New libc malloc patch
jasone at canonware.com
Sun Dec 11 19:31:17 PST 2005
On Dec 11, 2005, at 7:16 PM, Johan Bucht wrote:
> Jason Evans wrote:
>> On Dec 11, 2005, at 5:48 PM, Johan Bucht wrote:
>>> * Saw you used a tree to look up the allocation sizes at free, this
>>> * differs from how I and Solaris libumem does it. Instead I went for
>>> * prepending a 8/16 byte tag containing the size of the
>>> allocation for
>>> * lockless size lookup.
>> Actually, my implementation prepends a 4 byte tag that contains
>> allocated/free flags, and the size of the allocation. The trees
>> are only used to look up the sizes of huge allocations (> 8 MB on
>> 32-bit platforms, and > 256 MB on 64-bit platforms). Huge
>> allocations start at chunk boundaries, so prepending a tag would
>> require an entire extra page (and would cause potentially serious
>> external fragmentation on 32-bit systems).
> Isn't 8 byte alignment expected by some applications?
Yes, 8 or 16 byte alignment is expected (in fact I'm of the opinion
that we should be using 16 byte alignment on i386 due to SSE2/SSE3).
If I understand your question correctly, you're asking how I get away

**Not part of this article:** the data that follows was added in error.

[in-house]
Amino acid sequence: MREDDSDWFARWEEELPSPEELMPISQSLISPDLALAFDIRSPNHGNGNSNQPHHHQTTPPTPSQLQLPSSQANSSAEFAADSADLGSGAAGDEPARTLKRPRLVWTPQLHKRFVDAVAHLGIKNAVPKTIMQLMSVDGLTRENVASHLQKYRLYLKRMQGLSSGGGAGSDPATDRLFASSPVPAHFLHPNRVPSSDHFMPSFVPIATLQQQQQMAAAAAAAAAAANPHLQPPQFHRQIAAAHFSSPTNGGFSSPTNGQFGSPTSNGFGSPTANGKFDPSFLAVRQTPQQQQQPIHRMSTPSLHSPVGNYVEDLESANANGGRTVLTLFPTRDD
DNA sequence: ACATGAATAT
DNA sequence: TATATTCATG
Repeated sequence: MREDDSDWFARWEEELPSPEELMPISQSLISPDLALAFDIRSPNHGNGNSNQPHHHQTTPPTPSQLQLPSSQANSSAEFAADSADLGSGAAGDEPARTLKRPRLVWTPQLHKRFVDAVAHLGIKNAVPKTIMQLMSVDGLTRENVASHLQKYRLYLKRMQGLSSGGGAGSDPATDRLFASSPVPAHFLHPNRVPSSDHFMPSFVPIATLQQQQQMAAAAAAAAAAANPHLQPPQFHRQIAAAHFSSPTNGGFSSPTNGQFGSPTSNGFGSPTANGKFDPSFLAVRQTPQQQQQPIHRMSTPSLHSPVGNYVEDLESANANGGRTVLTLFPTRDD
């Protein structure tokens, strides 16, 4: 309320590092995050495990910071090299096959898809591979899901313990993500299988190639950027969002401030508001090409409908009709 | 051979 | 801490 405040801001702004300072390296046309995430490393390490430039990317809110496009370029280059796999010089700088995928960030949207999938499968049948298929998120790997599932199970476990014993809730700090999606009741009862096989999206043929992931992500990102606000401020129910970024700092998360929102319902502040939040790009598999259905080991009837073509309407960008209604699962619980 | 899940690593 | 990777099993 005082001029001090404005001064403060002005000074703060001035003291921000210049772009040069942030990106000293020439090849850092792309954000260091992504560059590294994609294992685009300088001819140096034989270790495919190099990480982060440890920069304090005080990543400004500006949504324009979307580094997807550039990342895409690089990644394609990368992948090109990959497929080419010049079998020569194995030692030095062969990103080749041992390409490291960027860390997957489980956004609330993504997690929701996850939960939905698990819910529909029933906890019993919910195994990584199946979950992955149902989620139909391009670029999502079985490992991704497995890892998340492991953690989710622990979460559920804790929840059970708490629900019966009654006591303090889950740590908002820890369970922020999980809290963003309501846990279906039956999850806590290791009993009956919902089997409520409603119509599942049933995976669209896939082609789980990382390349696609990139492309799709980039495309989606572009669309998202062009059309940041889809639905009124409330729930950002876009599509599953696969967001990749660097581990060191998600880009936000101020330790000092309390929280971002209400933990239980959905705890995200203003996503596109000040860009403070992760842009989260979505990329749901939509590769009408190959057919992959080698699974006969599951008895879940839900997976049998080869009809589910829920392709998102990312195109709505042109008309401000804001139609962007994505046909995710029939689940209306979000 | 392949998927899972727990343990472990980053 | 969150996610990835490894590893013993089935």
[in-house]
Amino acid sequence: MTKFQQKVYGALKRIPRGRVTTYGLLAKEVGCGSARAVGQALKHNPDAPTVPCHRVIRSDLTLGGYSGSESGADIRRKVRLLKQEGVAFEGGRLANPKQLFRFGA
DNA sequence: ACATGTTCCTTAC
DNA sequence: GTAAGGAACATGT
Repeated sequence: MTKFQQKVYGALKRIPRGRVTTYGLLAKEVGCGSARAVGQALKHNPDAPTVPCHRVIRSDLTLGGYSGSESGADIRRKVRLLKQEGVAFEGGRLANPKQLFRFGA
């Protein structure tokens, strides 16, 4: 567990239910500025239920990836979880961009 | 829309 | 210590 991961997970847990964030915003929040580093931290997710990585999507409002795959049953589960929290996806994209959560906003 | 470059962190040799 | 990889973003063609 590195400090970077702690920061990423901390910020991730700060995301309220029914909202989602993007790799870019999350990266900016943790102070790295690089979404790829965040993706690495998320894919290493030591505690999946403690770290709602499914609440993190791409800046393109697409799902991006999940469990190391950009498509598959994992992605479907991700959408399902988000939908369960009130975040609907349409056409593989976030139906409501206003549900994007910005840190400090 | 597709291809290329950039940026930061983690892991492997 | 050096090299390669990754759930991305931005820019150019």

with 4 byte tags. Consider that (assuming 8-byte quantum) a malloc
(16) call must actually be serviced by at least 24 bytes internally,
in order to pad to the next quantum size. If I used 8 byte tags,
then malloc(17) would require 32 bytes internally. By using 4 byte
tags, malloc(13)..malloc(20) can be serviced by 24 bytes internally.
At least one implementation (the OS X malloc implementation) uses 2
byte tags, but this has two problems: 1) unaligned memory access is
slow on some architectures, and 2) it's too small to handle large
object sizes, so a different allocation strategy has to be used
starting at ~12 KB.
> How do you know if a allocation is huge if you don't have a tag?
I know an allocation is huge if its base address is chunk-aligned.
The actual size is stored in a red-black tree node, which is
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